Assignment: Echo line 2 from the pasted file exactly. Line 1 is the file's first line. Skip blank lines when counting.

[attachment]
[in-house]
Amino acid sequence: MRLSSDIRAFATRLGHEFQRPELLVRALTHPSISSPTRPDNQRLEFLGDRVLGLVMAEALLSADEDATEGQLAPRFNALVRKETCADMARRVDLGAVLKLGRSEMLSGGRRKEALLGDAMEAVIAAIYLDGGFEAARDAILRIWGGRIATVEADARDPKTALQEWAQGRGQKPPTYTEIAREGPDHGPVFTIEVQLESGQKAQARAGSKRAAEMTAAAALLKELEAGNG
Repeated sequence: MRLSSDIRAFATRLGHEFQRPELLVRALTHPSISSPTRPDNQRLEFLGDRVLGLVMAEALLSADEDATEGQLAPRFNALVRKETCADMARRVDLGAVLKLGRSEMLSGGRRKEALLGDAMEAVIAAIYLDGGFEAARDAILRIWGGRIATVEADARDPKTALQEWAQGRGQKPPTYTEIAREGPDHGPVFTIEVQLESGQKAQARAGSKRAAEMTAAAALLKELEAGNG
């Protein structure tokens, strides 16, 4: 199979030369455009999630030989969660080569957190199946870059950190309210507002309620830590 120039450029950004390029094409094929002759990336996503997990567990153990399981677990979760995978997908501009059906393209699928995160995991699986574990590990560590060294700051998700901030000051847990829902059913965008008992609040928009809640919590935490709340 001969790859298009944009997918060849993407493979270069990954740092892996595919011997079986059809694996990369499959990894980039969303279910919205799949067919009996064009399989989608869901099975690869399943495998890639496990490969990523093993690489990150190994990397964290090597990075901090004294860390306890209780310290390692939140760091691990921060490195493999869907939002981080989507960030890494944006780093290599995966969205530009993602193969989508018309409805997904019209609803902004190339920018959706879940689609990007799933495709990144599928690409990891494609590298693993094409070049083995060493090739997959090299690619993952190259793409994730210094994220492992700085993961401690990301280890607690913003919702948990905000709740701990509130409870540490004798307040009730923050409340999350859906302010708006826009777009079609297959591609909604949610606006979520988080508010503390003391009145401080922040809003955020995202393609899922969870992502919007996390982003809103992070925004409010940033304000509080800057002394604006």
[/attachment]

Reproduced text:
Amino acid sequence: MRLSSDIRAFATRLGHEFQRPELLVRALTHPSISSPTRPDNQRLEFLGDRVLGLVMAEALLSADEDATEGQLAPRFNALVRKETCADMARRVDLGAVLKLGRSEMLSGGRRKEALLGDAMEAVIAAIYLDGGFEAARDAILRIWGGRIATVEADARDPKTALQEWAQGRGQKPPTYTEIAREGPDHGPVFTIEVQLESGQKAQARAGSKRAAEMTAAAALLKELEAGNG